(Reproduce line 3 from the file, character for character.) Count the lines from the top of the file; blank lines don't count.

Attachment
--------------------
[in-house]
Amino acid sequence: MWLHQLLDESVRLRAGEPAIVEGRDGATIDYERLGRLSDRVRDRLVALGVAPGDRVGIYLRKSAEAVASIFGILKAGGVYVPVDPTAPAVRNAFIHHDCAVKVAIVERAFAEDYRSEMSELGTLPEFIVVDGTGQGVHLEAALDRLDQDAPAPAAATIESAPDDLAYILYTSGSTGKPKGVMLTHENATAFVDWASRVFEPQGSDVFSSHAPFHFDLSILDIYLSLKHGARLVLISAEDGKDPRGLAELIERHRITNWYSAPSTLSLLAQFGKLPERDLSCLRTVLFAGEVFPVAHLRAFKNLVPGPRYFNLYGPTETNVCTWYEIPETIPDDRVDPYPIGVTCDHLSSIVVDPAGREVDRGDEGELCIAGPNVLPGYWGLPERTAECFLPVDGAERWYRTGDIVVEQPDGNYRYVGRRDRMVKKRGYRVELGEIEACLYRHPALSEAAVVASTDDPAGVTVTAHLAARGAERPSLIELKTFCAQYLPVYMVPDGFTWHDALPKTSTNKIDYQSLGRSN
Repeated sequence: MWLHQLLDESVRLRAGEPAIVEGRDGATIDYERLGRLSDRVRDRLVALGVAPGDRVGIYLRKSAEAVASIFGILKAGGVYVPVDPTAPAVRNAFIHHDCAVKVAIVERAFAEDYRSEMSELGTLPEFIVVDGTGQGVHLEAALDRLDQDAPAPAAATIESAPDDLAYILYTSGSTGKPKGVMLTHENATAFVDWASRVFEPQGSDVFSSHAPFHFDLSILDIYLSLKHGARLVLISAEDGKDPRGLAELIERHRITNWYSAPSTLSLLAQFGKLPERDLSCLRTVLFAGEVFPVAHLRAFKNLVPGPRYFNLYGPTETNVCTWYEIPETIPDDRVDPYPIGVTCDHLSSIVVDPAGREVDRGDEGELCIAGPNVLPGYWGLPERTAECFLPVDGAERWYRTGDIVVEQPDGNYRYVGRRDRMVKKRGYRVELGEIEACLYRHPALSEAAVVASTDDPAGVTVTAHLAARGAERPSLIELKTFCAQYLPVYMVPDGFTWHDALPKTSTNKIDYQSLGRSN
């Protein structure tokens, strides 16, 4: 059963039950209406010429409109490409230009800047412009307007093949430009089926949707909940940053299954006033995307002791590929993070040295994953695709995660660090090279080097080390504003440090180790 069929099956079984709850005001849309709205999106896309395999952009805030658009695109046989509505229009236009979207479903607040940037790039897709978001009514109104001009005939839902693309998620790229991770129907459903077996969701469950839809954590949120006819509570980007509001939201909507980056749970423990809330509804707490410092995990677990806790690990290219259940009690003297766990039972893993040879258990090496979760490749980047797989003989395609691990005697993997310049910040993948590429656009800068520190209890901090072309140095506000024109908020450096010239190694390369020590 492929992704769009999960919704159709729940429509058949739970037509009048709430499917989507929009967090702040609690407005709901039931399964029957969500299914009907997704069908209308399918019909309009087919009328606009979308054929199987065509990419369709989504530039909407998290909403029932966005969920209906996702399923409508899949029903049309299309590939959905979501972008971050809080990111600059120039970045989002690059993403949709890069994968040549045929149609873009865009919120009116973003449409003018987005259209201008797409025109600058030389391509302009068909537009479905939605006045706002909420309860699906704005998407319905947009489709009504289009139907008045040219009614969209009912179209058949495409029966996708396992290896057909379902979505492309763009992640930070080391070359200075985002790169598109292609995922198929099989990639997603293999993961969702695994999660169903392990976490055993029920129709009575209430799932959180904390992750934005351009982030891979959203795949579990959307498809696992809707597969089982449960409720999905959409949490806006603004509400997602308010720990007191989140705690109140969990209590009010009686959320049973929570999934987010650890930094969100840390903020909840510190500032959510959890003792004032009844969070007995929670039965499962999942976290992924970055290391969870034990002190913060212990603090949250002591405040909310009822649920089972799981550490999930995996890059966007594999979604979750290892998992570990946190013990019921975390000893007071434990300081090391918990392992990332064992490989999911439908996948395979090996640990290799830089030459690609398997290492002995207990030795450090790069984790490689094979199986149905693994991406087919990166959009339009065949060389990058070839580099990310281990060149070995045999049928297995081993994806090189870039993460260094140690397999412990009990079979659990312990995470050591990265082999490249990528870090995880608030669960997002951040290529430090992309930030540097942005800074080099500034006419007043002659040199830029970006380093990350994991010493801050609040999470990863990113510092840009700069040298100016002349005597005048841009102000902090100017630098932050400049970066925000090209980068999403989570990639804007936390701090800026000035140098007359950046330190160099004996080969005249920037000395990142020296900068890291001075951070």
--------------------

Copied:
Repeated sequence: MWLHQLLDESVRLRAGEPAIVEGRDGATIDYERLGRLSDRVRDRLVALGVAPGDRVGIYLRKSAEAVASIFGILKAGGVYVPVDPTAPAVRNAFIHHDCAVKVAIVERAFAEDYRSEMSELGTLPEFIVVDGTGQGVHLEAALDRLDQDAPAPAAATIESAPDDLAYILYTSGSTGKPKGVMLTHENATAFVDWASRVFEPQGSDVFSSHAPFHFDLSILDIYLSLKHGARLVLISAEDGKDPRGLAELIERHRITNWYSAPSTLSLLAQFGKLPERDLSCLRTVLFAGEVFPVAHLRAFKNLVPGPRYFNLYGPTETNVCTWYEIPETIPDDRVDPYPIGVTCDHLSSIVVDPAGREVDRGDEGELCIAGPNVLPGYWGLPERTAECFLPVDGAERWYRTGDIVVEQPDGNYRYVGRRDRMVKKRGYRVELGEIEACLYRHPALSEAAVVASTDDPAGVTVTAHLAARGAERPSLIELKTFCAQYLPVYMVPDGFTWHDALPKTSTNKIDYQSLGRSN